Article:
Sewickley Academy lacrosse defender delivers important message about mental health

Saturday, July 15, 2023 | 11:01 AM

Lauren Retzlaff, a sophomore defender on the 2023 Sewickley Academy girls lacrosse team, will be campaigning for a serious cause during the upcoming school year.

The 17-year-old Retzlaff will serve as an ambassador for Morgan’s Message and plans to start a chapter at Sewickley in the fall.

Morgan’s Message is a nonprofit organization that supports motivated students to become active leaders and advocates of student-athlete mental health on their campus and in their communities.

Ali Grenert, Sewickley’s first-year girls lacrosse coach in 2022-23, will serve as the faculty supervisor of the Sewickley Academy chapter starting this fall.

“We are at the very beginning stages of bringing Morgan’s Message to Sewickley Academy,” Grenert said. “At this point, Lauren is the best person to ask about the club.”

Sounds like a plan. Retzlaff recently took a few moments to answer questions about the club.

How did you get involved with Morgan’s Message?

I initially stumbled upon the Morgan’s Message organization on Instagram and was super interested. I did some research and when I read more about Morgan, who the organization is dedicated to, I knew I wanted to be involved. I love how inclusive it is and how it involves high school, college, professional and former athletes.

What is Morgan’s Message and what role will you play for it this school year?

Morgan’s Message is an organization dedicated to Morgan Rodgers. Morgan was a lacrosse player at Duke. She suffered a season-ending knee injury during her sophomore season requiring her to need surgery and countless hours of rehabilitation. During this, she struggled with her mental health and self-worth. She suffered in silence until she ended her life by suicide. This sparked the idea for Morgans’s Message.

Morgans’s Message is an organization that strives to break the stigma around athlete mental health. It encourages athletes to speak up about struggles and get help. Overall, it is a support platform that normalizes talking about mental health in the athletic world.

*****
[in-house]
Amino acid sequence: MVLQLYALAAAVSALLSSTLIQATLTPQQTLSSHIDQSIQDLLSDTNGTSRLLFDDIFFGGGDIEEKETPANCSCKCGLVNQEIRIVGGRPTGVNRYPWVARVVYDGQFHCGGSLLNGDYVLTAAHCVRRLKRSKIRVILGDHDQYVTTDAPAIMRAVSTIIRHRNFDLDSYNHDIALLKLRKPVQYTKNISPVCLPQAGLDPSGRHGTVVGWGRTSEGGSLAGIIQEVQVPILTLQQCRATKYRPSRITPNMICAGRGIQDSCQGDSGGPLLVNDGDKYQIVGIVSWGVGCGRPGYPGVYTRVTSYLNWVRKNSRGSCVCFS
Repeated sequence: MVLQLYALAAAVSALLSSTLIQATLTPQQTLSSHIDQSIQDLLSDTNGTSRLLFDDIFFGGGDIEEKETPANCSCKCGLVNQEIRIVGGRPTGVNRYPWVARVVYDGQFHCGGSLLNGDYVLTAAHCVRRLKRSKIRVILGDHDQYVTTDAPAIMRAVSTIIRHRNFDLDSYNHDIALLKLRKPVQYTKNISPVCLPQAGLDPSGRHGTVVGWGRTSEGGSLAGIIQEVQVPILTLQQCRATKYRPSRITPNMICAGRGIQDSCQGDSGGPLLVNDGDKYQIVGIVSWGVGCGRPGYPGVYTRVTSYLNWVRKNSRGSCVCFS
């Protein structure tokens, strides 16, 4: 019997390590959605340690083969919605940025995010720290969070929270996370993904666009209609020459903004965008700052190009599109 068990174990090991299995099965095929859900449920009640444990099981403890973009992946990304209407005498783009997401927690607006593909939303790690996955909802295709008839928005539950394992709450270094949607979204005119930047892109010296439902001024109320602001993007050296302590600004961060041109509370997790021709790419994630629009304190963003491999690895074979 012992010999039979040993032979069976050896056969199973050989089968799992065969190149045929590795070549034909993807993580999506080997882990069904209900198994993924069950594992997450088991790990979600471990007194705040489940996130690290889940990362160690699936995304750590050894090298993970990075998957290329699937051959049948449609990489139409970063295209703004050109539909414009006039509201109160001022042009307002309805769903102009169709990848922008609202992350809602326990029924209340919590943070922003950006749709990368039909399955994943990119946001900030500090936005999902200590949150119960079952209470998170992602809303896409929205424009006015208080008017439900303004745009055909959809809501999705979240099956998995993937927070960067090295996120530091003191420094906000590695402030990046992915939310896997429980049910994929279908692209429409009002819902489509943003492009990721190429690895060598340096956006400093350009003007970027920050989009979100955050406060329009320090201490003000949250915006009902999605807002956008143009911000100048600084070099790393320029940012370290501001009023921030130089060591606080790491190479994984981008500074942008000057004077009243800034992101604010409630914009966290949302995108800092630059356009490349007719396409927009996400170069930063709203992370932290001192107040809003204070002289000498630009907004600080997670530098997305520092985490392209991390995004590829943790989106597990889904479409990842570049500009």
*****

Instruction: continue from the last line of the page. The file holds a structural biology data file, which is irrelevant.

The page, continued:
Are any other Sewickley Academy students involved in the local program at this time? And if students are interested in becoming involved, how do they do that?

Currently, I am bringing this club to Sewickley Academy. There will be a club fair in the fall when school starts for anyone — athlete or not — to join Morgans’s Message. From there, we will have meetings and plan events often.

Are you involved in any other extracurricular activities or clubs at your school?

I am involved in the yearbook club, and I am the co-vice president of the service club. Outside of school, I’m a part of the Sewickley Valley Sitters babysitting organization.

When did you start playing lacrosse and have you always been a defensive specialist?

I started playing lacrosse when I was in third grade. My mom was a lacrosse player in college and coached my team. She has moved with me and has been my coach since then. She also was a defender, so I’m following in her footsteps.

(Lauren’s mother, Kim Retzlaff, competed in lacrosse at Middlesex High School followed by a career at Colgate.)

I have not always been a defender. I played midfield when I was younger. However, when I started playing travel lacrosse, my team needed defenders. I decided to step up and take one for the team. That is when I knew I loved defense. I have played defense since then which was fifth grade.

What drew you to the sport of lacrosse?